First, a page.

For Lord Venugopala Svami, during the festival of Avani (August-September), the Sri Jayanthi Utsavam and Uriadi Utsavam are conducted. The festival of Tirumanjanam is also performed every month during the tome of Rohini nakshatram. The utsava-murti of Sampath Kumaran during this festival is seen with sankha and chakra, and with His lower hands is found in the posture of abhaya hasta and holding the mace (gada). Goddess Mahalakshmi is seen at Lord's feet and Sri Andal is also seen with Him. Every month during the celebration of Pushya nakshatram, a special event called Prarthanai tirumanjanam is conducted. During the month of Panguni, a ten day celebration is held. On the fourth day (Shukla Paksha dasami), in the morning, during Garuda vahana, He is seen with Vaira Mudi. On the next day, He is seated on the lap of the illustrious Srivaishnava preceptor, Sri Ramanuja.
The sacred tank of this shrine, situated within the temple-complex is called Santhana pushlcarini. This tank happens to be one of the chief interests of the temple and also cast a picturesque view to the temple. In the month of Masi, during the occasion of asterism Magham, all the sacred rivers of India are believed to join here in this tank. A few of the other important festivals observed here are, the Brahmotsavam (in Chittirai), the Vasantotsava, Pavitrotsava, Tirukoyilur Vaibhavam, Pahal Pattu, Vaikuntha Ekadasi, Erapattu Utsavam, Ratha Saptami, Teppa Utsavam, and Panguni Uttiram Tirukalyana Utsavam. The festivals are observed with immense grandeur and splendid magnificence.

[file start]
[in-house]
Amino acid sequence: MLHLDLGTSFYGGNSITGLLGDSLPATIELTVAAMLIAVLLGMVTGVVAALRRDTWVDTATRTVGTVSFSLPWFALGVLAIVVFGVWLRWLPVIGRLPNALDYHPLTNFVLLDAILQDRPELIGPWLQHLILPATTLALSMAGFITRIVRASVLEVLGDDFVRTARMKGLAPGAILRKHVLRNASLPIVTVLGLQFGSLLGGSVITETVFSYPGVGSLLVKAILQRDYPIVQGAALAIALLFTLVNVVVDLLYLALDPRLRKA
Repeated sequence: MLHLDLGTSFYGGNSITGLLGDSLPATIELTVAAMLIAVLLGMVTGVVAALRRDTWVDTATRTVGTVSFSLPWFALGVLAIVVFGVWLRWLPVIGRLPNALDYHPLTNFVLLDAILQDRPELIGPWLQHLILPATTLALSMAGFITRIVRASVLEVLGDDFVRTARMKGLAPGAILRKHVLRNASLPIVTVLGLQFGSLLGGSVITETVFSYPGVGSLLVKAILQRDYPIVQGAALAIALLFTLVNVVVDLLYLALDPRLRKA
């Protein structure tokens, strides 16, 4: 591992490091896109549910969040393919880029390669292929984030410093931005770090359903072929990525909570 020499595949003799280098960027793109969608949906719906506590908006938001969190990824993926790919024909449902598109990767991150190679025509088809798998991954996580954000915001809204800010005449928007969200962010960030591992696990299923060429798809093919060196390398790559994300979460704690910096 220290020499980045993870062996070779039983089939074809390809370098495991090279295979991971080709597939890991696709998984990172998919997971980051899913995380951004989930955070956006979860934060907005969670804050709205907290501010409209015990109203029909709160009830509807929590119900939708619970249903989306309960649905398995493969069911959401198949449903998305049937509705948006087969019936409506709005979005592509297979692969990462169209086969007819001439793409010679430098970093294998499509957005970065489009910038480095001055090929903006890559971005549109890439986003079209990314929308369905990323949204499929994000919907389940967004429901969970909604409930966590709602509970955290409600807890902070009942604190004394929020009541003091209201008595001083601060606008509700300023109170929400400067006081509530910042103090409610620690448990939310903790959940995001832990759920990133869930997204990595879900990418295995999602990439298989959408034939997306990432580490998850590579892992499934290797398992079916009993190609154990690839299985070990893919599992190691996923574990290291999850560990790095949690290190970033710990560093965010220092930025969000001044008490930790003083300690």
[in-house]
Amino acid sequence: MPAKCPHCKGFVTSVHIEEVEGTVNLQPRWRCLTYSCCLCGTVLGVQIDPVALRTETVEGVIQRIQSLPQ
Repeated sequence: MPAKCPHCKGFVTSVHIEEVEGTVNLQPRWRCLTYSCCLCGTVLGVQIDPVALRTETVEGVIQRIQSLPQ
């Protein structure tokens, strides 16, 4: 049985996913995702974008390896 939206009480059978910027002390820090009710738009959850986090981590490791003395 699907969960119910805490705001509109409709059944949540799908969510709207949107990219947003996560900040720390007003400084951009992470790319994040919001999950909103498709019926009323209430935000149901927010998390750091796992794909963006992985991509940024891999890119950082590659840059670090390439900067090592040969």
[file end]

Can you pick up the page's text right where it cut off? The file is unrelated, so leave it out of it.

Another significant feature of the temple is the sacred tree on the bank of the river. The sacred tree of this temple is known as the Punnai tree. This tree has a special connection with the presiding deity Madhava Perumal, who is also known as Lord Krishna. The tree is seen on the rear side of the main sanctum of Madhava Perumal.
This east-facing temple has a beautiful five-tier Rajagopuram at its entrance, which is the specimen of its excellent architecture. In January 2007, the Samprokshanam or the consecration (renovation)of this temple was performed. The Madhava Perumal temple a legendary one bears the evidence of the exceptional architecture prevalent in the contemporary era.